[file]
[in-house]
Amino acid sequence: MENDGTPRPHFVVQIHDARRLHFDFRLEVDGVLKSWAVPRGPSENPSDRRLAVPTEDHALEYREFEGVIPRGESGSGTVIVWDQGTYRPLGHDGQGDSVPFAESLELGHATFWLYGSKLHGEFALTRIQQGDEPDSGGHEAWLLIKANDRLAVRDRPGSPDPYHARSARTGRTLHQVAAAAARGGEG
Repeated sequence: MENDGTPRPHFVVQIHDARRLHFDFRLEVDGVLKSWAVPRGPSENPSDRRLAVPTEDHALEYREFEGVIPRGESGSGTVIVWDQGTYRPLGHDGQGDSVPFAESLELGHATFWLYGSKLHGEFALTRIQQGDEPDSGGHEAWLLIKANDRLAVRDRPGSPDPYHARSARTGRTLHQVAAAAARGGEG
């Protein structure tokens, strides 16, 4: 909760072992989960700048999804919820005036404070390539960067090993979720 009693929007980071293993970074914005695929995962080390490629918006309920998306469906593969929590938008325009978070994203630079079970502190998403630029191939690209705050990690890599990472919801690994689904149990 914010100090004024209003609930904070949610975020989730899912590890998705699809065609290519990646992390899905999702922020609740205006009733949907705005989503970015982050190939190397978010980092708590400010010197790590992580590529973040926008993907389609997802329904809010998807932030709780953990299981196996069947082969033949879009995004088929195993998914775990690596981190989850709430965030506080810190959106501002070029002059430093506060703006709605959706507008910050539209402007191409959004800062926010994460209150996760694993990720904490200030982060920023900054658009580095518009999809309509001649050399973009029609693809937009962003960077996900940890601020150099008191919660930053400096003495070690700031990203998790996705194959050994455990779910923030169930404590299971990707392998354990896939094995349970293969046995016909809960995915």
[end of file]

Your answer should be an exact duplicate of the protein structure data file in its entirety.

[in-house]
Amino acid sequence: MENDGTPRPHFVVQIHDARRLHFDFRLEVDGVLKSWAVPRGPSENPSDRRLAVPTEDHALEYREFEGVIPRGESGSGTVIVWDQGTYRPLGHDGQGDSVPFAESLELGHATFWLYGSKLHGEFALTRIQQGDEPDSGGHEAWLLIKANDRLAVRDRPGSPDPYHARSARTGRTLHQVAAAAARGGEG
Repeated sequence: MENDGTPRPHFVVQIHDARRLHFDFRLEVDGVLKSWAVPRGPSENPSDRRLAVPTEDHALEYREFEGVIPRGESGSGTVIVWDQGTYRPLGHDGQGDSVPFAESLELGHATFWLYGSKLHGEFALTRIQQGDEPDSGGHEAWLLIKANDRLAVRDRPGSPDPYHARSARTGRTLHQVAAAAARGGEG
């Protein structure tokens, strides 16, 4: 909760072992989960700048999804919820005036404070390539960067090993979720 009693929007980071293993970074914005695929995962080390490629918006309920998306469906593969929590938008325009978070994203630079079970502190998403630029191939690209705050990690890599990472919801690994689904149990 914010100090004024209003609930904070949610975020989730899912590890998705699809065609290519990646992390899905999702922020609740205006009733949907705005989503970015982050190939190397978010980092708590400010010197790590992580590529973040926008993907389609997802329904809010998807932030709780953990299981196996069947082969033949879009995004088929195993998914775990690596981190989850709430965030506080810190959106501002070029002059430093506060703006709605959706507008910050539209402007191409959004800062926010994460209150996760694993990720904490200030982060920023900054658009580095518009999809309509001649050399973009029609693809937009962003960077996900940890601020150099008191919660930053400096003495070690700031990203998790996705194959050994455990779910923030169930404590299971990707392998354990896939094995349970293969046995016909809960995915």